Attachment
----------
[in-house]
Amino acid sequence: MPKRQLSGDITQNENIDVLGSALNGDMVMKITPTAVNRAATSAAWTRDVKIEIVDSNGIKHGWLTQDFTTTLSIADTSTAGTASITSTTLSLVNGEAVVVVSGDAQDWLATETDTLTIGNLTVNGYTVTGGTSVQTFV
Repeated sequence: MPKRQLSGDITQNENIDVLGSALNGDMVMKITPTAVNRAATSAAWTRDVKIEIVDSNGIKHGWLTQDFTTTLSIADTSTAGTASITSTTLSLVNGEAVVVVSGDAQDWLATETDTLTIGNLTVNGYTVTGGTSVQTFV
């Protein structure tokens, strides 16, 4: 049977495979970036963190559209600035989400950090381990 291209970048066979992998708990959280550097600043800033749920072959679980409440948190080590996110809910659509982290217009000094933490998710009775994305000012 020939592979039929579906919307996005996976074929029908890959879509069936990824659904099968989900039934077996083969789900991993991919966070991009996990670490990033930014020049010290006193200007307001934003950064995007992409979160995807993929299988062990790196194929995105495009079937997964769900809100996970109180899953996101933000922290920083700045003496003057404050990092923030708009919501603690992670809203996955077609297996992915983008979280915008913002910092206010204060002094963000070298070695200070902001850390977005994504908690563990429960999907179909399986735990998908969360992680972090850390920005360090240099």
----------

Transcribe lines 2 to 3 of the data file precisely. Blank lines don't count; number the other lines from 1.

Amino acid sequence: MPKRQLSGDITQNENIDVLGSALNGDMVMKITPTAVNRAATSAAWTRDVKIEIVDSNGIKHGWLTQDFTTTLSIADTSTAGTASITSTTLSLVNGEAVVVVSGDAQDWLATETDTLTIGNLTVNGYTVTGGTSVQTFV
Repeated sequence: MPKRQLSGDITQNENIDVLGSALNGDMVMKITPTAVNRAATSAAWTRDVKIEIVDSNGIKHGWLTQDFTTTLSIADTSTAGTASITSTTLSLVNGEAVVVVSGDAQDWLATETDTLTIGNLTVNGYTVTGGTSVQTFV